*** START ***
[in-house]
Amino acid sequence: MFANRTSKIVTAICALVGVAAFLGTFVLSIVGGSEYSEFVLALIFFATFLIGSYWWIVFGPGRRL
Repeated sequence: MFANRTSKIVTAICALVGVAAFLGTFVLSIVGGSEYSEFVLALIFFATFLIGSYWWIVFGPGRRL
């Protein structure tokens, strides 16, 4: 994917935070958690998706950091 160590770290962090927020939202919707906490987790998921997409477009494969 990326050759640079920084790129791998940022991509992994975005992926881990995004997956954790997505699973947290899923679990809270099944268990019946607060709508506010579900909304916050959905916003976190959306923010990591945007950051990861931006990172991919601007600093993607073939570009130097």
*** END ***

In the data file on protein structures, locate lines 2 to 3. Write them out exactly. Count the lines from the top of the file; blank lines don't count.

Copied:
Amino acid sequence: MFANRTSKIVTAICALVGVAAFLGTFVLSIVGGSEYSEFVLALIFFATFLIGSYWWIVFGPGRRL
Repeated sequence: MFANRTSKIVTAICALVGVAAFLGTFVLSIVGGSEYSEFVLALIFFATFLIGSYWWIVFGPGRRL